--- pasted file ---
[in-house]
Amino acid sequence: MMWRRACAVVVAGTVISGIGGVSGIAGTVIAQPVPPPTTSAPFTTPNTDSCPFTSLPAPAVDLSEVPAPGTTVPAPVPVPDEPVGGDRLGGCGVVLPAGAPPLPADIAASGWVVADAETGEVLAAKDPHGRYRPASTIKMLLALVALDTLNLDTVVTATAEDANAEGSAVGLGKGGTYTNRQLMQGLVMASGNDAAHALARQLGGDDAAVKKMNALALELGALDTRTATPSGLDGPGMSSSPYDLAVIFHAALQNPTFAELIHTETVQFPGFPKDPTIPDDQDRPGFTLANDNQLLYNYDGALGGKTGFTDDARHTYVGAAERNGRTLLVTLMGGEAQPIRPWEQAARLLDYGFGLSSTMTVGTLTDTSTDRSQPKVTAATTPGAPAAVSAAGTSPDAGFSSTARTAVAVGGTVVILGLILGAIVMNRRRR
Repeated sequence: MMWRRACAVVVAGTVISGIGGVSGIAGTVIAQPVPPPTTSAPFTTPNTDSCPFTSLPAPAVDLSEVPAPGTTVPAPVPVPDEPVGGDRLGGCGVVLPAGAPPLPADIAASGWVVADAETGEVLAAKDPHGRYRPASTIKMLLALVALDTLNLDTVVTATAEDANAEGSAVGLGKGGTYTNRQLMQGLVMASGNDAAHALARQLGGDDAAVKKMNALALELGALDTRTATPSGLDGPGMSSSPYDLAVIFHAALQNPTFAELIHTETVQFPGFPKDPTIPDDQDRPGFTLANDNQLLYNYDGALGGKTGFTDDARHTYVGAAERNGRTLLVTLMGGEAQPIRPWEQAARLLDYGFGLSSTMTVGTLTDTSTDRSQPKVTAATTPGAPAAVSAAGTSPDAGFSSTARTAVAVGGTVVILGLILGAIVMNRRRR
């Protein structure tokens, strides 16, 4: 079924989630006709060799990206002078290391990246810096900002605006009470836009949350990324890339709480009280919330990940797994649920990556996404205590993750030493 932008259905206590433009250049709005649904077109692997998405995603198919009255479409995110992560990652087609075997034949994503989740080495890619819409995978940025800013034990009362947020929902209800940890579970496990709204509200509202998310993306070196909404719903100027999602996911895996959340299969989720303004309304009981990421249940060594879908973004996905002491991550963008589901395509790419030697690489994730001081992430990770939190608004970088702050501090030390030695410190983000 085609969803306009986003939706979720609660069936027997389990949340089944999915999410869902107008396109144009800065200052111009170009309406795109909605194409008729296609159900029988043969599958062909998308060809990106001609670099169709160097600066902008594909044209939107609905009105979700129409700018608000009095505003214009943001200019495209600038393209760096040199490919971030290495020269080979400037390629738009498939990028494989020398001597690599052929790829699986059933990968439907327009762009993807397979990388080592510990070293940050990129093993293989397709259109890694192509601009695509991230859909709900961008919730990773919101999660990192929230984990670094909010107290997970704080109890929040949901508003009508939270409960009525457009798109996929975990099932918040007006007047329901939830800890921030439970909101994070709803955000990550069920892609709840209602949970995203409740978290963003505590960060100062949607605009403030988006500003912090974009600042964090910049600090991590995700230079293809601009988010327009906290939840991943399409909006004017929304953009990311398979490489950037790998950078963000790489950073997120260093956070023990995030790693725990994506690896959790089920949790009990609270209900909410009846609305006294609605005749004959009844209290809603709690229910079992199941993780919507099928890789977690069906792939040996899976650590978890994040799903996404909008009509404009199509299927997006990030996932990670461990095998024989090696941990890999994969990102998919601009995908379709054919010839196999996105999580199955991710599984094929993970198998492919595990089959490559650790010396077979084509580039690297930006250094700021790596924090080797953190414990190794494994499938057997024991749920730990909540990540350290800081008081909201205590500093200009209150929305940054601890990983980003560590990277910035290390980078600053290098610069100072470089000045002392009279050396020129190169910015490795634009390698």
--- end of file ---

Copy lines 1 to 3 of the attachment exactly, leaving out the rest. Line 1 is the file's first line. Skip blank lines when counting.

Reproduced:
[in-house]
Amino acid sequence: MMWRRACAVVVAGTVISGIGGVSGIAGTVIAQPVPPPTTSAPFTTPNTDSCPFTSLPAPAVDLSEVPAPGTTVPAPVPVPDEPVGGDRLGGCGVVLPAGAPPLPADIAASGWVVADAETGEVLAAKDPHGRYRPASTIKMLLALVALDTLNLDTVVTATAEDANAEGSAVGLGKGGTYTNRQLMQGLVMASGNDAAHALARQLGGDDAAVKKMNALALELGALDTRTATPSGLDGPGMSSSPYDLAVIFHAALQNPTFAELIHTETVQFPGFPKDPTIPDDQDRPGFTLANDNQLLYNYDGALGGKTGFTDDARHTYVGAAERNGRTLLVTLMGGEAQPIRPWEQAARLLDYGFGLSSTMTVGTLTDTSTDRSQPKVTAATTPGAPAAVSAAGTSPDAGFSSTARTAVAVGGTVVILGLILGAIVMNRRRR
Repeated sequence: MMWRRACAVVVAGTVISGIGGVSGIAGTVIAQPVPPPTTSAPFTTPNTDSCPFTSLPAPAVDLSEVPAPGTTVPAPVPVPDEPVGGDRLGGCGVVLPAGAPPLPADIAASGWVVADAETGEVLAAKDPHGRYRPASTIKMLLALVALDTLNLDTVVTATAEDANAEGSAVGLGKGGTYTNRQLMQGLVMASGNDAAHALARQLGGDDAAVKKMNALALELGALDTRTATPSGLDGPGMSSSPYDLAVIFHAALQNPTFAELIHTETVQFPGFPKDPTIPDDQDRPGFTLANDNQLLYNYDGALGGKTGFTDDARHTYVGAAERNGRTLLVTLMGGEAQPIRPWEQAARLLDYGFGLSSTMTVGTLTDTSTDRSQPKVTAATTPGAPAAVSAAGTSPDAGFSSTARTAVAVGGTVVILGLILGAIVMNRRRR